A quick guide to vertical farming

"Different scientific disciplines show interest in research on vertical farming. This is great as this is urgently needed to make vertical farming successful," shared Leo Marcelis, Professor of Horticulture and Product Physiology at Wageningen UR.

In this 'Quick guide to vertical farming' by Yongran Ji, Paul Kusuma and Leo Marcelis discuss all elements that are involved with vertical farming and are elaborated on shortly.

Adding onto that, the common types of vertical farming are described, which are split up into four categories: container farms, stack layers, vertically oriented grow towers, or modular farms with isolated modules that have individual climate control.

To compare, the contrasts between traditional farming vs vertical farming will be discussed, which is explained as 'in contrast to traditional agriculture, vertical farming stands at the nexus of plant science, data science, sensor development, automation, artificial intelligence, logistics, internet-of-things, and architecture'.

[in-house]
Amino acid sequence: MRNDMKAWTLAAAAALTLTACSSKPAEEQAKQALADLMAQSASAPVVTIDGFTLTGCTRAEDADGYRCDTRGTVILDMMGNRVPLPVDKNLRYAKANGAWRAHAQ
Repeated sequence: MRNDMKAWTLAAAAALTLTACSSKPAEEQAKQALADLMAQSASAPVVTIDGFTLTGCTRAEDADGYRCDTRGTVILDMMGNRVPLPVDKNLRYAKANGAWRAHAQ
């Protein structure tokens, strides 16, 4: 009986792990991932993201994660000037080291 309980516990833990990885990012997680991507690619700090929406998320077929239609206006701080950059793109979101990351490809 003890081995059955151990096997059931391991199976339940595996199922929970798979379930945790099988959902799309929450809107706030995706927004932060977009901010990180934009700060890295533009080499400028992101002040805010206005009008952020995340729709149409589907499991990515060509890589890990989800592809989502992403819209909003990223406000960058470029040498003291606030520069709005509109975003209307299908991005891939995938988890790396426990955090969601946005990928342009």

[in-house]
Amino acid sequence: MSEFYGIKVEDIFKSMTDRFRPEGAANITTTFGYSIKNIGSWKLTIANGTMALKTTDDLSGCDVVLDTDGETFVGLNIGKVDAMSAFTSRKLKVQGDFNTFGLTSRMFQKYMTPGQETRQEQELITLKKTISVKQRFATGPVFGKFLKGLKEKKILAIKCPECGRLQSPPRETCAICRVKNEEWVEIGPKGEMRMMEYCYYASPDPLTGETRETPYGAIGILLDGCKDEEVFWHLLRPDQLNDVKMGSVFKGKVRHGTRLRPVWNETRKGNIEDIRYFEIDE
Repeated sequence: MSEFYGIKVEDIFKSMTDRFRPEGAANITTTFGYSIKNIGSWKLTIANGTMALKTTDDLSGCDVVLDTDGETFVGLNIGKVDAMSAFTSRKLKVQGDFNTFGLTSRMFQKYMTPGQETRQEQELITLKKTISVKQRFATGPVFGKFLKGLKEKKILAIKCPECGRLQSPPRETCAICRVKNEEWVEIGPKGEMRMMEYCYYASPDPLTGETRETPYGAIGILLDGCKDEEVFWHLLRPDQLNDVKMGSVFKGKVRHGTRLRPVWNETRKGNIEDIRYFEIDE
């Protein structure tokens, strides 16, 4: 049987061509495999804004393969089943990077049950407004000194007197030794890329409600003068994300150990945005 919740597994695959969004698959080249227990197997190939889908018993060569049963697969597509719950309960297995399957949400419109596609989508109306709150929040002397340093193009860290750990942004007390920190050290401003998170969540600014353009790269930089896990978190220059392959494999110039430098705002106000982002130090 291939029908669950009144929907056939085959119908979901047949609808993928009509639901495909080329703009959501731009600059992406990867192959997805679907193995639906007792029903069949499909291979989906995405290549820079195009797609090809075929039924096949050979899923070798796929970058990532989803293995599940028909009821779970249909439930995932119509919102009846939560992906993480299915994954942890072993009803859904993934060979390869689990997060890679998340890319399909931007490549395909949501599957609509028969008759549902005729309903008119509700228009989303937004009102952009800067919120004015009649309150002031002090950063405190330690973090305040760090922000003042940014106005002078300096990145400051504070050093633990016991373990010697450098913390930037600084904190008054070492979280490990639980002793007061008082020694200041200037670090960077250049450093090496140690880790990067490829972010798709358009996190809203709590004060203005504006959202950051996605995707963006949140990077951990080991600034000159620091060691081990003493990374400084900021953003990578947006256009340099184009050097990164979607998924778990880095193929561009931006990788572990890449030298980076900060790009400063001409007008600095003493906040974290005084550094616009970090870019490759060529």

Following the introduction, the researchers will discuss the sustainability of the farming practices, which methods are most appropriate to use and where, what is grown inside and most importantly, what future research is needed for the future of vertical farming.

Closing the research, it is highlighted that vertical farming is unlikely to replace traditional agriculture. Mainly because the solar energy that powers photosynthesis in most agriculture is a free renewable resource. That said, vertical farming will continue to create nutritious, high-value fresh food around cities, especially where local climates make traditional agriculture difficult. Future water shortages may increase the demand for vertical farming despite the high energy consumption. Doubtless, the coming years will see increased integration of vertical farming into the broader agricultural landscape as more growers find uses for this new technology.

Click here to access the entire research.

For more information:
Leo Marcelis, Professor of Horticulture and Product Physiology
Wageningen University & Research

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